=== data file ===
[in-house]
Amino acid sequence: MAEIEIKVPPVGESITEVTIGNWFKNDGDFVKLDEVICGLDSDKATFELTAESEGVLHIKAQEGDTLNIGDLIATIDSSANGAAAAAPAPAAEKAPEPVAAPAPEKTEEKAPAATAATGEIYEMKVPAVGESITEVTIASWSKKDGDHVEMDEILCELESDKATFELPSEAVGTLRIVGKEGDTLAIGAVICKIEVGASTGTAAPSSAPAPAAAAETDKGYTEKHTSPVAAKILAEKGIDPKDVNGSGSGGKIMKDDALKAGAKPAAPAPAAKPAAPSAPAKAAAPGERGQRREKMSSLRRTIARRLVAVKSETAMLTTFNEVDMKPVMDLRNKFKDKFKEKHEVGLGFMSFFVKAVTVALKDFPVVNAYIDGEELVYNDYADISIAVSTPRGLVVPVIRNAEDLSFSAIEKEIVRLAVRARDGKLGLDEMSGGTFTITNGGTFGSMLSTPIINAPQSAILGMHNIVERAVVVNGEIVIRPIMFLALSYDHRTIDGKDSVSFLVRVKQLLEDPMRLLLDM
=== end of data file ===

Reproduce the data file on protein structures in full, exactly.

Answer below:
[in-house]
Amino acid sequence: MAEIEIKVPPVGESITEVTIGNWFKNDGDFVKLDEVICGLDSDKATFELTAESEGVLHIKAQEGDTLNIGDLIATIDSSANGAAAAAPAPAAEKAPEPVAAPAPEKTEEKAPAATAATGEIYEMKVPAVGESITEVTIASWSKKDGDHVEMDEILCELESDKATFELPSEAVGTLRIVGKEGDTLAIGAVICKIEVGASTGTAAPSSAPAPAAAAETDKGYTEKHTSPVAAKILAEKGIDPKDVNGSGSGGKIMKDDALKAGAKPAAPAPAAKPAAPSAPAKAAAPGERGQRREKMSSLRRTIARRLVAVKSETAMLTTFNEVDMKPVMDLRNKFKDKFKEKHEVGLGFMSFFVKAVTVALKDFPVVNAYIDGEELVYNDYADISIAVSTPRGLVVPVIRNAEDLSFSAIEKEIVRLAVRARDGKLGLDEMSGGTFTITNGGTFGSMLSTPIINAPQSAILGMHNIVERAVVVNGEIVIRPIMFLALSYDHRTIDGKDSVSFLVRVKQLLEDPMRLLLDM